8 Books Written by Women to Add to Your Bookshelf

The following books show strength and power beyond their characters, and ultimately, they show the power of women.

1. The Color Purple by Alice Walker

This book is stunning in its own right. Walker details the life of a black woman who goes through hardship in white America. This book describes hope, sorrow and love in the form of letters. Alice Walker was born poor and went to school during the segregation era. She rose above her struggles to become a successful author whose book has been adapted into a film and musical.

2. Little Women by Louisa May Alcott

Little Women is a classic that just got renewed interest because of the 2019 film starring A-listers like Emma Watson and Laura Dern. This book is a beautiful coming-of-age story of women in society. Alcott highlights the struggles women go through by making her characters chose between family and personal growth, a struggle that women today continue to go through.

3. Harry Potter by J.K. Rowling

The Harry Potter series is a childhood classic. Even if you never read the series, you’ve probably had, or at least heard, a conversation about the Boy Who Lived. J.K. Rowling went through a divorce, depression, and 12 rejection letters. She turned her hurt into a brilliant book series that will live on in history as one of the best.

woman reading a book on a couch in a library Via Seven Shooter on Unsplash

4. The Outsiders by S. E. Hinton

Susan Eloise Hinton wrote this gritty book about gangs and street life when she was only 17. The Outsiders is a story about the struggle a young gang member goes through and the hope he fosters through tragedies. Readers come away with the hope that they, too, can “stay gold.”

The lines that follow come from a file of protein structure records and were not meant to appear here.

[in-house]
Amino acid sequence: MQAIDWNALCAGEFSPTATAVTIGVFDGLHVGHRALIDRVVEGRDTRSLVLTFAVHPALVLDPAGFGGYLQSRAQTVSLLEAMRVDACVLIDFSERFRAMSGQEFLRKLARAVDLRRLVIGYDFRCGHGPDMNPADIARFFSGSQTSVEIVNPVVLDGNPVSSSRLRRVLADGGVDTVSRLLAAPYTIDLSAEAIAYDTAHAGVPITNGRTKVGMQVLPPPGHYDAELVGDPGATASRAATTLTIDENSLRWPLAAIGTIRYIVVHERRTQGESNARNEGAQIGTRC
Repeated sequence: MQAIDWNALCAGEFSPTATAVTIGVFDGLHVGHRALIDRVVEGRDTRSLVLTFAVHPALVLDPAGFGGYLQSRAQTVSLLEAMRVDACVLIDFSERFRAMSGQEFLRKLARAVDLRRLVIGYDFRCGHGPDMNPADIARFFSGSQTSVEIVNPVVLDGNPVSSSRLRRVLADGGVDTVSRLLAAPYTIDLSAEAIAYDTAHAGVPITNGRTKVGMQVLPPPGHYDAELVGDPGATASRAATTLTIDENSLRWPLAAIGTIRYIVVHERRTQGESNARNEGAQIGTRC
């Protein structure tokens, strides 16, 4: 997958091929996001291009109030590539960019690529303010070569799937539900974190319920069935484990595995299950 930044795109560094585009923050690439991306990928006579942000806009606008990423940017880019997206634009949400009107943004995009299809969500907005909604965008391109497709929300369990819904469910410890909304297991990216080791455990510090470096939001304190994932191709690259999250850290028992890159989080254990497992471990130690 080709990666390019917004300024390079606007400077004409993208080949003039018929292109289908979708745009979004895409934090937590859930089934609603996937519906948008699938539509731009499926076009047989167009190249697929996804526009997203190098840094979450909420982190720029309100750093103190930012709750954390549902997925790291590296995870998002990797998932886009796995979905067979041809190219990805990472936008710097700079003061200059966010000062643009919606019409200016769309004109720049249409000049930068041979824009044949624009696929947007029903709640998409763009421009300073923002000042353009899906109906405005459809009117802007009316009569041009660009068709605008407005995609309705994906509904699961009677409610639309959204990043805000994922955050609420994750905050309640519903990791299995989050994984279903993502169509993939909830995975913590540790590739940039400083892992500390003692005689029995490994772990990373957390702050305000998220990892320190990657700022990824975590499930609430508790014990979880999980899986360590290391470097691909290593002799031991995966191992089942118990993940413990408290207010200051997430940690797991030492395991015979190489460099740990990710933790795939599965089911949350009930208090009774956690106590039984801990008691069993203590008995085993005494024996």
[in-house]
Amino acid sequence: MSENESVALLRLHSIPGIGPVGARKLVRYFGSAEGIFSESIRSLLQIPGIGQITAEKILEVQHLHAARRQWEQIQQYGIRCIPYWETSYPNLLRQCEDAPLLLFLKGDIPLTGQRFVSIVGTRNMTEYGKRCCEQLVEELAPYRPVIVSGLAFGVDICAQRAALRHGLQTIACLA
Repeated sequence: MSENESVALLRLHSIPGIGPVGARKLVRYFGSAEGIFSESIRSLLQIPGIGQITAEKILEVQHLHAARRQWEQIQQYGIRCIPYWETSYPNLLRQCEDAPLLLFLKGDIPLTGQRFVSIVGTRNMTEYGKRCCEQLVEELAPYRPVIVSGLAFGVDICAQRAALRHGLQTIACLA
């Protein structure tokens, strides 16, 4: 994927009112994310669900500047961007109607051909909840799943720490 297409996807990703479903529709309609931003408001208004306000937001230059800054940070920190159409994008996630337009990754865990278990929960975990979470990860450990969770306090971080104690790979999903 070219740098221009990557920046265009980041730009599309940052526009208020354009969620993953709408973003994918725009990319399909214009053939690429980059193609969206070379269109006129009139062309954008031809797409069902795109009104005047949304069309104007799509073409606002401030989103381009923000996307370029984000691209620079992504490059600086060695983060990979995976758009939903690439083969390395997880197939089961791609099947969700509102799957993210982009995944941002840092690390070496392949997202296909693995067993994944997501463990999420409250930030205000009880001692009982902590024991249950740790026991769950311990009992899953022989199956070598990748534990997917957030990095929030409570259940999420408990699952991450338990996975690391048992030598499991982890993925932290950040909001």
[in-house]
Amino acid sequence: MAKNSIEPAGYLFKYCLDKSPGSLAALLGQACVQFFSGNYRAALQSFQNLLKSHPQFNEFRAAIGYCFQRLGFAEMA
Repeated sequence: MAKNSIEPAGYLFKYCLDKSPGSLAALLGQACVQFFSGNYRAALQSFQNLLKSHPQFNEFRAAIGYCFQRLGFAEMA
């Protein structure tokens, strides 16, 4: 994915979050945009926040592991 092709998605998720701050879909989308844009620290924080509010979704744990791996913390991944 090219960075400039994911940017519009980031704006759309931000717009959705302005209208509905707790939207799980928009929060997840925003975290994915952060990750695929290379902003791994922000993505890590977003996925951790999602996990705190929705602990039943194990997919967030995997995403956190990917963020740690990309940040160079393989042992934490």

5. The Handmaid’s Tale by Margaret Attwood

Now a popular tv show on Hulu, The Handmaid’s Tale is actually a book published in 1985. This book revolves around a dystopian America where women are used to bear children with few other rights. This poignant story encompasses the importance of gender equality and mutual respect.

6. To Kill a Mockingbird by Harper Lee

Most of us probably read this in high school English, but if you haven’t, you have to add this one to your shelf. It’s a story of racial injustice, which was commonplace in the South. Lee shows us this segregated world through the eyes of a child. This book also defines integrity and dignity in society. Plus, you can’t forget the “creepy” Boo Radley who lives next door.

7. Frankenstein by Mary Shelley

Considered the first science-fiction novel, Frankenstein is the classic story of a man who made a monster. Science fiction is often seen today as a male-dominated genre, but it’s important to remember that it was started by a woman.

8. The Joy Luck Club by Amy Han

This book is unique in that it depicts the stories of Chinese immigrants. Han depicts the relationship between these Chinese Americans and their mothers. She presents a unique view of immigrants in America and how their relationships grow and change. This book has since been adapted into a movie.

Want to see more HCFSU? Be sure to like us on Facebook and follow us on Instagram, Twitter and Pinterest!